I aim to catch the bus from MT up to McleodGanj  at the start of the following week.

In all honesty, I can no longer remember what it was like, there. The feeling has left me. I am both eager and excited, but I am also nervous. I cannot really pick up where I left off. I will have different priorities, this trip. When I arrived last autumn, I was not looking for the specific things I am this trip.
This time, my goal is to find a Tibetan language tutor, and also someone who can guide me on the Buddhist path. Yes, I will still teach English conversation, but not at the same place...maybe only as a private tutor.

Mainly, I am looking for more details on the situation of Tibet in exile. I want to get a better feel for the views of the community regarding the future.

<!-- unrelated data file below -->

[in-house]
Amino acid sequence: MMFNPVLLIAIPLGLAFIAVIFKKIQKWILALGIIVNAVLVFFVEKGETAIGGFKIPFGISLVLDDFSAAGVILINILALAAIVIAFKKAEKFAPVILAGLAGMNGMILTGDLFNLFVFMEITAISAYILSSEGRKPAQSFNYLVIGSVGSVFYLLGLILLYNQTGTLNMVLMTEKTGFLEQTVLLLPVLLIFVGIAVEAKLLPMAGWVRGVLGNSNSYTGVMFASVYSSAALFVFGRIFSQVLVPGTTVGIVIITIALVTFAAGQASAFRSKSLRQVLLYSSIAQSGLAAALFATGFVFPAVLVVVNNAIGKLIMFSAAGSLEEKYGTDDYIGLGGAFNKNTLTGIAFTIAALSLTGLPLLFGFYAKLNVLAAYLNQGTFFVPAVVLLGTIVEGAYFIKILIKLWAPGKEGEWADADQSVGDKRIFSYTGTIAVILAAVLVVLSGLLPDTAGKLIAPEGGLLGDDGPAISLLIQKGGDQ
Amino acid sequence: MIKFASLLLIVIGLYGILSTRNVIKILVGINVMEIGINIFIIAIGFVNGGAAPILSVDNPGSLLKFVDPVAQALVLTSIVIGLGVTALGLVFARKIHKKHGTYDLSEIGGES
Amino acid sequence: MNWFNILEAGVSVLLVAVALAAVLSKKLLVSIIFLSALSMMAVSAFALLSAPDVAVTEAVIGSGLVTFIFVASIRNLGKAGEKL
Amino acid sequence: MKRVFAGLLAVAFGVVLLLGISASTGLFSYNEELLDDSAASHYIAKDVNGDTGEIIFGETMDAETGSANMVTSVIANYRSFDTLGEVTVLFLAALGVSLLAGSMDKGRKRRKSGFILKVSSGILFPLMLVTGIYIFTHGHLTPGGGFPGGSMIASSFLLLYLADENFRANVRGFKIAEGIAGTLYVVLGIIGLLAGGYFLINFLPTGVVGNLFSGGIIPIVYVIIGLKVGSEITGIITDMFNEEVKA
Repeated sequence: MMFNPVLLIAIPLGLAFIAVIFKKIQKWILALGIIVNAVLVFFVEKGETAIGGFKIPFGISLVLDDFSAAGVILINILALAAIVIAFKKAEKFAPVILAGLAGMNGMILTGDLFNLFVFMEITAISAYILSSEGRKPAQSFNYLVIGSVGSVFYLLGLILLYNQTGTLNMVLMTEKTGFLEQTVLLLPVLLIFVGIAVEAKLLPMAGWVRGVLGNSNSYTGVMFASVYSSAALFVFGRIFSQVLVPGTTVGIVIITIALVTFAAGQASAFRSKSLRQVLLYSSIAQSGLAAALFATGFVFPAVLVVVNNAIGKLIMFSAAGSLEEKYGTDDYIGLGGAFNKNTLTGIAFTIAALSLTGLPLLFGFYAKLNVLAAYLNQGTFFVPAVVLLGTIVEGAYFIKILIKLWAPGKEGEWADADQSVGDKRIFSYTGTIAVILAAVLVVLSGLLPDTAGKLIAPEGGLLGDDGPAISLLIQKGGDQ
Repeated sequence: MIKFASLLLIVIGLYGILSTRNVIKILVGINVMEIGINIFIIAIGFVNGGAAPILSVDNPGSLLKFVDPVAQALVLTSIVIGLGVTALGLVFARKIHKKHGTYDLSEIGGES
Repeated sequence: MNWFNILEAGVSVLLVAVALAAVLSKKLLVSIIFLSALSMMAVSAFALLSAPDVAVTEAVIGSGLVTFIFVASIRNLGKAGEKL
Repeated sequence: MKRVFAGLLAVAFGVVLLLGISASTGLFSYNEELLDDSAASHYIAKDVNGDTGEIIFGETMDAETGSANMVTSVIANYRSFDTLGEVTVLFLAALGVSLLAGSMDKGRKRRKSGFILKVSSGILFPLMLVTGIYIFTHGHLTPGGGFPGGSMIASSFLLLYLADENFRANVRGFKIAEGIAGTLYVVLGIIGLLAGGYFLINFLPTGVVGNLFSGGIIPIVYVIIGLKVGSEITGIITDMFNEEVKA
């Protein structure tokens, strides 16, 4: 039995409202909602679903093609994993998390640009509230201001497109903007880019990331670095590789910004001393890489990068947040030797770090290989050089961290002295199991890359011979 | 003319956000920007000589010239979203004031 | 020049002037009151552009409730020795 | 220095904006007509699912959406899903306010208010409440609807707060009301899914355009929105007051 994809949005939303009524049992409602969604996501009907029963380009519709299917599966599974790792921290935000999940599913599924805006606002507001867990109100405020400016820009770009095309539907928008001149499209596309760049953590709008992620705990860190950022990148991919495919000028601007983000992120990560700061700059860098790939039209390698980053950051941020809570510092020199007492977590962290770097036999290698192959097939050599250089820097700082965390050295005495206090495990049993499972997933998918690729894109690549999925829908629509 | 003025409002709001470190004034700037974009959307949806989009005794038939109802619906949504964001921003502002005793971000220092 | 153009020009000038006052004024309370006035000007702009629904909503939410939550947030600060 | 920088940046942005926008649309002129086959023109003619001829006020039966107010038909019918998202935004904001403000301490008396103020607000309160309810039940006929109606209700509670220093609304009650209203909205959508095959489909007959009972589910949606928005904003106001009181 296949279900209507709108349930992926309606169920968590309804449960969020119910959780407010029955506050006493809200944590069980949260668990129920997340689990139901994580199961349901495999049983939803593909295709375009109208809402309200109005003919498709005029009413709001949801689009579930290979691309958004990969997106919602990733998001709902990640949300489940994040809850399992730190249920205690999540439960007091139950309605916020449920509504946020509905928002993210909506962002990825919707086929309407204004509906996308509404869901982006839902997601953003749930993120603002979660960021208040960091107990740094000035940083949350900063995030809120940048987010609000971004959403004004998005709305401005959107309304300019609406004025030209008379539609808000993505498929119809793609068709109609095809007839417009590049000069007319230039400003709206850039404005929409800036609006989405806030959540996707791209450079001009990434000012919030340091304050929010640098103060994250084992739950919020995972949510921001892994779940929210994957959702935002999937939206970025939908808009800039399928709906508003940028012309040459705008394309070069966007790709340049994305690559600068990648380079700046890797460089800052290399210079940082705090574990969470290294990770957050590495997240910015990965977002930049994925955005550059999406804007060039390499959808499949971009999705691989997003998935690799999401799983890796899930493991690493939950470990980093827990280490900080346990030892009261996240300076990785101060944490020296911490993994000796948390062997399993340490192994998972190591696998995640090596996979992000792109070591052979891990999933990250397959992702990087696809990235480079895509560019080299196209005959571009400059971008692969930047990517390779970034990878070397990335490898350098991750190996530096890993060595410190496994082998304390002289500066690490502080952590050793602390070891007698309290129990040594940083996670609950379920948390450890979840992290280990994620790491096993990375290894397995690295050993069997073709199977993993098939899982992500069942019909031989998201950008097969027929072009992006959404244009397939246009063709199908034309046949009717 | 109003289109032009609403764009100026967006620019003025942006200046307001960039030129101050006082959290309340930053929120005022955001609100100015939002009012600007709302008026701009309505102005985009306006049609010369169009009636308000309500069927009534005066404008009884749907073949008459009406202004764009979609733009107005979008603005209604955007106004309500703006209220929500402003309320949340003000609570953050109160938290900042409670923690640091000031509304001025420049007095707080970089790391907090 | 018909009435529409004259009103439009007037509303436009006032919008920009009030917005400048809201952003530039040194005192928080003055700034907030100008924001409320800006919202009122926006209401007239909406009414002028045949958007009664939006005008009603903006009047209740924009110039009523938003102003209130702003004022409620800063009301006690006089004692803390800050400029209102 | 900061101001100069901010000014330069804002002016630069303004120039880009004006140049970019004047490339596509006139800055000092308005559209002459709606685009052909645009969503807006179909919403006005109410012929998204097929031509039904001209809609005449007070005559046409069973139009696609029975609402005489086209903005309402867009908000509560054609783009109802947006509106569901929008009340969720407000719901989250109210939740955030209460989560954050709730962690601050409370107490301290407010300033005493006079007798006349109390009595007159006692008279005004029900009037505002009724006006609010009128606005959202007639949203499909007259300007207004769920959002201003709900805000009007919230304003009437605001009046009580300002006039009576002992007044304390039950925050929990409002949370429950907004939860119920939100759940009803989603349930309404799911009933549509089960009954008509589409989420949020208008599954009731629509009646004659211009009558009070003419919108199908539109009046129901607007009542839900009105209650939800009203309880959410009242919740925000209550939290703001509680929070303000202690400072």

And, of course, I am hoping to further explore the interpersonal relationships which developed and meant so much to me.

One way or another, this trip will determine the course of the rest of my life.

After India, next spring I intend to spend 2-3 months in Nepal. Beyond that, nothing "concrete"...I would love to spend some time in Ladakh, maybe more time in MT, maybe back to Mclo...maybe something as yet unforeseen.

Over the coming week I'll be putting more effort into organizing what still remains to be done on the Everyday Exile project, which is still very much in planning stage.

To be honest, with less than 5 weeks til planned departure, I realize slowly slowly how much remains to be done. I've been in a holding pattern regarding planning, organizing, pre-trip shopping, and of course packing.
I really need to sit and breathe and figure out exactly what still needs to be done.
And then start doing.